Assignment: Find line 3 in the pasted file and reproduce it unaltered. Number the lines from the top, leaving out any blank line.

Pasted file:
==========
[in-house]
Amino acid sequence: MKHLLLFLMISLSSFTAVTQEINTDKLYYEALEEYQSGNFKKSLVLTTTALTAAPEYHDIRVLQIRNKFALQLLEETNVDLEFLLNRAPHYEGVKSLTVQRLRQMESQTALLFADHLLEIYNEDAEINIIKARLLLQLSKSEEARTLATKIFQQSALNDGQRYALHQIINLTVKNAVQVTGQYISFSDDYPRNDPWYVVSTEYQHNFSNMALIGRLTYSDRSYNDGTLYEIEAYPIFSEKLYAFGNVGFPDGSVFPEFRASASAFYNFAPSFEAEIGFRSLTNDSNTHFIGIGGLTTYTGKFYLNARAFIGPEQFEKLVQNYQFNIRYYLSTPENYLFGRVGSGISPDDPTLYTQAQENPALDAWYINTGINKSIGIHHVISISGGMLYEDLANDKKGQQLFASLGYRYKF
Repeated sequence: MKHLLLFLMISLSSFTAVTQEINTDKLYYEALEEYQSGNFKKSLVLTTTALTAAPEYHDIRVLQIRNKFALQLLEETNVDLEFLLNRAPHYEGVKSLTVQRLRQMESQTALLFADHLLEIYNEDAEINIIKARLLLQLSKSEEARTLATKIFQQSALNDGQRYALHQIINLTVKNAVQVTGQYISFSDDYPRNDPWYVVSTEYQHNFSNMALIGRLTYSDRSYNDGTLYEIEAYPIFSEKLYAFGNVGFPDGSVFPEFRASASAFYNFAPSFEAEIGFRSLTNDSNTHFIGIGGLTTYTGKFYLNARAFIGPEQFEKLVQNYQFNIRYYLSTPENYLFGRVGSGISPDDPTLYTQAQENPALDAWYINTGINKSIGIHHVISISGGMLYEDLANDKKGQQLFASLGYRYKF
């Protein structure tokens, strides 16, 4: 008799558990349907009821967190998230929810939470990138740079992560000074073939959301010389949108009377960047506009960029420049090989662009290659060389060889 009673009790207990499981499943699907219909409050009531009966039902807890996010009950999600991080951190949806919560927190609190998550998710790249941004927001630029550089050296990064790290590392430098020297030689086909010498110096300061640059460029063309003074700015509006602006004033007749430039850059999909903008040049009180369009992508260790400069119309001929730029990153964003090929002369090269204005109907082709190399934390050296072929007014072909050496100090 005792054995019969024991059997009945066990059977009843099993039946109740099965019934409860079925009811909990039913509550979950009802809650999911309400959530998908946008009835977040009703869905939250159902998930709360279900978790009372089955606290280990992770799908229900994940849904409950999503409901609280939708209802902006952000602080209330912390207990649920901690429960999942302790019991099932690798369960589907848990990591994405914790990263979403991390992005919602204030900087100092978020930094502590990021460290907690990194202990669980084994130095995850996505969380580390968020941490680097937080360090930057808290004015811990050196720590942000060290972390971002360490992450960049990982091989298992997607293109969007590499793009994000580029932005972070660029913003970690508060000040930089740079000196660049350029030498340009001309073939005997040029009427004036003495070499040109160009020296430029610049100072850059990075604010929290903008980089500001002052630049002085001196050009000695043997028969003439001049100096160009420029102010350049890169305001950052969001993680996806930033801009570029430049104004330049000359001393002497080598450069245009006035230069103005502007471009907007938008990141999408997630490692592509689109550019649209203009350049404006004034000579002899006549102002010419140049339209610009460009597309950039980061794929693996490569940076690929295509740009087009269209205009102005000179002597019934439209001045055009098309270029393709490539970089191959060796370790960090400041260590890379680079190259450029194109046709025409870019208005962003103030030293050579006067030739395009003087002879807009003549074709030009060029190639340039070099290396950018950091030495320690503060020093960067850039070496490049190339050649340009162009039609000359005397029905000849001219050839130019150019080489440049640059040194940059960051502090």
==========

Repeated sequence: MKHLLLFLMISLSSFTAVTQEINTDKLYYEALEEYQSGNFKKSLVLTTTALTAAPEYHDIRVLQIRNKFALQLLEETNVDLEFLLNRAPHYEGVKSLTVQRLRQMESQTALLFADHLLEIYNEDAEINIIKARLLLQLSKSEEARTLATKIFQQSALNDGQRYALHQIINLTVKNAVQVTGQYISFSDDYPRNDPWYVVSTEYQHNFSNMALIGRLTYSDRSYNDGTLYEIEAYPIFSEKLYAFGNVGFPDGSVFPEFRASASAFYNFAPSFEAEIGFRSLTNDSNTHFIGIGGLTTYTGKFYLNARAFIGPEQFEKLVQNYQFNIRYYLSTPENYLFGRVGSGISPDDPTLYTQAQENPALDAWYINTGINKSIGIHHVISISGGMLYEDLANDKKGQQLFASLGYRYKF